Illustration 3

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Illustration: Variable selection & modeling of under-determined (fat) data arrays

Due to its ability to identify and focus on driving variables, SymbolicRegression can build models data sets that have more variables than records.

Generate a FAT data array — 30 records of 100 variables

Here we take the toy problem used above but now we have 100 variables and 30 records.

Perform a SymbolicRegression

Extracting the driving variables and building models from a fat array like this is more difficult. Hence, we will devote a minute to the SymbolicRegression model search. As seen below, even this moderate amount of allotted time is sufficient to isolate the driving variables and build reasonably good models. Below we have used ModelDimensionality as a SecondaryModelingObjective; as a result, the search process will simultaneously search for the best model with one variable, two variables, etc. with higher dimension models also forced to compete against all models with fewer numbers of variables. As a result, the search is automatically focused on low-dimensional models and the likelihood of returning a trivial model — e.g., the linear sum of 30 variables in this case — is mitigated.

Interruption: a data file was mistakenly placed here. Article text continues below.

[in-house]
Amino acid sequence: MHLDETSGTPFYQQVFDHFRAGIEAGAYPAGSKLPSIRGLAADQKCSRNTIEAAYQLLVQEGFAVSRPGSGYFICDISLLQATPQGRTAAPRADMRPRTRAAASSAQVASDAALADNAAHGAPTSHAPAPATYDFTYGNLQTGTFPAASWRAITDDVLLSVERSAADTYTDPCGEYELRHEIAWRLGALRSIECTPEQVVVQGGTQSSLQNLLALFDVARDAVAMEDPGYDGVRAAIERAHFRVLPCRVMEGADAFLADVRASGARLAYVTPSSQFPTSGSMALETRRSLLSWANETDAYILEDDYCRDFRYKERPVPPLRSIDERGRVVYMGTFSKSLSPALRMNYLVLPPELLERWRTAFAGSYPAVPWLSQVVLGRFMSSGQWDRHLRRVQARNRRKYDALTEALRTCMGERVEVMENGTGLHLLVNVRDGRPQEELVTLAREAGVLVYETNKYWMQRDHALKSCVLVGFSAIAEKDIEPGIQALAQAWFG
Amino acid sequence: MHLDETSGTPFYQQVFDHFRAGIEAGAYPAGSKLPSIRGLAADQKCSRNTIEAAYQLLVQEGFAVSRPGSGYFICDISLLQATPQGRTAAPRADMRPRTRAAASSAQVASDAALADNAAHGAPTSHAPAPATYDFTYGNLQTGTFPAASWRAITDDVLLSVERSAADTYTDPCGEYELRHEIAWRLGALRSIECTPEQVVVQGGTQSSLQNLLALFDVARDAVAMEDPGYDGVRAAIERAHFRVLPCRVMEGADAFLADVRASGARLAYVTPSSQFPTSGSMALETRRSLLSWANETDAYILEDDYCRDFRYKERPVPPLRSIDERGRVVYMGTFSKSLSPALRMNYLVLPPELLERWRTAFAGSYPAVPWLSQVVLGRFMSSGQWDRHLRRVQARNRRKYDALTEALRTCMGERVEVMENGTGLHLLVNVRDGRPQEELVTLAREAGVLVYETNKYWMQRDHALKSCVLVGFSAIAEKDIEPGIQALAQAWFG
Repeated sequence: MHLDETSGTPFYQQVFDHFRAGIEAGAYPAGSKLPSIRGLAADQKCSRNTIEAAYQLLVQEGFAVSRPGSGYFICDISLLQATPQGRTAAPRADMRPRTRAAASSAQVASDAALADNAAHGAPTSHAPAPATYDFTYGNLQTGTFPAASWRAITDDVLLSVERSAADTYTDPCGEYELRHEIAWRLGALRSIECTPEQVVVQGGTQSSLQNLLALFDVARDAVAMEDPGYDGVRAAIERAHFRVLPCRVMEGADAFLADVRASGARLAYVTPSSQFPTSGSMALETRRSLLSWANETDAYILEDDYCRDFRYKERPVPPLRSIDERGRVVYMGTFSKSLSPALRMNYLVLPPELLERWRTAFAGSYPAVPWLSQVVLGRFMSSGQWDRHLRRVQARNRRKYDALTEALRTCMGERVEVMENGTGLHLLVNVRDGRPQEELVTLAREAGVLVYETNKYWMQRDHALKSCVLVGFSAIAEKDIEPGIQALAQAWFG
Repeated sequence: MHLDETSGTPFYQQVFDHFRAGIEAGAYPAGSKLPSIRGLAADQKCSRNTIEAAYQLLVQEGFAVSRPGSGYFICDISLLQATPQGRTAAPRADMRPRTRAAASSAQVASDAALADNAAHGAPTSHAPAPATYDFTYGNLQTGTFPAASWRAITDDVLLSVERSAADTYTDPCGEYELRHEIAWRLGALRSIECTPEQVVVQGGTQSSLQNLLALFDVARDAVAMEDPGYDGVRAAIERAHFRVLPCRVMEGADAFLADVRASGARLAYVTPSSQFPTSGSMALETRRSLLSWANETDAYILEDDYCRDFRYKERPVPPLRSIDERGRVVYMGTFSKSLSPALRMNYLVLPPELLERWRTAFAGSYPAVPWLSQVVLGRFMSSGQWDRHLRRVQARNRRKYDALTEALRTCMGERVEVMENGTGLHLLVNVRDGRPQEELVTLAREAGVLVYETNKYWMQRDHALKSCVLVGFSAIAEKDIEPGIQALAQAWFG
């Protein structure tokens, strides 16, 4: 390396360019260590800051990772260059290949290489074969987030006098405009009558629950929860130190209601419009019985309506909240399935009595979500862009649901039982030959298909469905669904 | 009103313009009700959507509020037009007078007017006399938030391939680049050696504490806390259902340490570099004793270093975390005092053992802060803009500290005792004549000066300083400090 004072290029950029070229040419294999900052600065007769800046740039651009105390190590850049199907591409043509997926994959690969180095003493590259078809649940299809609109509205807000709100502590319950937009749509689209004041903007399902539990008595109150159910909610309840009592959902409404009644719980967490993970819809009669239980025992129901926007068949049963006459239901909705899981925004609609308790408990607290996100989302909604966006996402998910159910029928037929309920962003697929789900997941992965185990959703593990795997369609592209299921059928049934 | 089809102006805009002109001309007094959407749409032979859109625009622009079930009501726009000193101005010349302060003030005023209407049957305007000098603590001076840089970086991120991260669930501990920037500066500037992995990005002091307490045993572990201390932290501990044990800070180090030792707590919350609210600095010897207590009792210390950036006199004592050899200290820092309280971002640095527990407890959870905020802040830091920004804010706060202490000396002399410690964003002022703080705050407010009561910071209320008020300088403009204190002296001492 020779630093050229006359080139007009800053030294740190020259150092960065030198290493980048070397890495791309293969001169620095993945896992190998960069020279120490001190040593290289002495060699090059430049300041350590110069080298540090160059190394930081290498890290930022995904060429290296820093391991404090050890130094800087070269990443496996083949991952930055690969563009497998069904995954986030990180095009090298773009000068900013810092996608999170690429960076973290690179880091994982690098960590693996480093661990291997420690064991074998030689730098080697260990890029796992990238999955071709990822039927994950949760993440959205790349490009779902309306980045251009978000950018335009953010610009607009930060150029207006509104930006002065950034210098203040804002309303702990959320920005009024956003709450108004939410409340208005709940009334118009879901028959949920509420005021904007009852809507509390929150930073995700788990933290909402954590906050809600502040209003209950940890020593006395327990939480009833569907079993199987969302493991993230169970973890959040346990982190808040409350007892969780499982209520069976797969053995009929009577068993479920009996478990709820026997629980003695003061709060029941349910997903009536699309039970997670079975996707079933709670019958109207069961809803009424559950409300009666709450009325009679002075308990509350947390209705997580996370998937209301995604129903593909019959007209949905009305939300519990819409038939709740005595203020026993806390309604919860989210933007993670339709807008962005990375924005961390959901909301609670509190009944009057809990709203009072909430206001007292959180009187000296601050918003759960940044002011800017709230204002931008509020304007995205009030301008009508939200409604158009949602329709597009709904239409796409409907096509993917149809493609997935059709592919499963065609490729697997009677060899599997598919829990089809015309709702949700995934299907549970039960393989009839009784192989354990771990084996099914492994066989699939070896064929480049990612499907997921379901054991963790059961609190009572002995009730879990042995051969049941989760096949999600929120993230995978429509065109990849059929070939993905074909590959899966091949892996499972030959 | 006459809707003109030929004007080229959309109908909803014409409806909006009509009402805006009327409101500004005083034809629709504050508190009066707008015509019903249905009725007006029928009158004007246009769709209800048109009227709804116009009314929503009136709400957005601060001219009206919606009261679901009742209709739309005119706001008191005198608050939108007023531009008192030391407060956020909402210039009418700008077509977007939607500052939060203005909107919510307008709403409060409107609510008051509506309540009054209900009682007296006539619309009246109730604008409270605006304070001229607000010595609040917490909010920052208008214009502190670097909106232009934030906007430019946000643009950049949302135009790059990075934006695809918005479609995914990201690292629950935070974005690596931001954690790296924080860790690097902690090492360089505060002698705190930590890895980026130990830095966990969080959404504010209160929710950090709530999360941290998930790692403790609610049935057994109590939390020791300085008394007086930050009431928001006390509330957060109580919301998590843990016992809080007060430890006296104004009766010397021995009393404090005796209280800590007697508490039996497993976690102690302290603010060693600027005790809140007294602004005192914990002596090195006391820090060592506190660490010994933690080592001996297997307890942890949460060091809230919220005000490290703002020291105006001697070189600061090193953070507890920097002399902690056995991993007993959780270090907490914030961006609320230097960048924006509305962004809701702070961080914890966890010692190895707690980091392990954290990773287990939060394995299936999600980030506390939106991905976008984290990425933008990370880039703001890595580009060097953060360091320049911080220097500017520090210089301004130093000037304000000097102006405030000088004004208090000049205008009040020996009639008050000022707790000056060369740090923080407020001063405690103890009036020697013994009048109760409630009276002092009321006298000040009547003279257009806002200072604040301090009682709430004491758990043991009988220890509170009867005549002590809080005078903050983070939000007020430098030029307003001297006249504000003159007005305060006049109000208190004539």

Using the insight from the initial SymbolicRegression to focus additional modeling

Below we identify the variables present in at least 10% of the models having at least an 80% . Notice that the number of variables in the “good models” is pretty tightly focused on just a few variables.

If we wanted to improve our models, we could devote more CPU time to the model search above. Alternately, assuming that we are reasonably confident that we have identified the correct driving variables, we could focus the subsequent search to only use the identified potential driving variables. This means that the search is more efficient since it can neglect considering the variables which were not significant in the exploratory modeling. This result is shown below.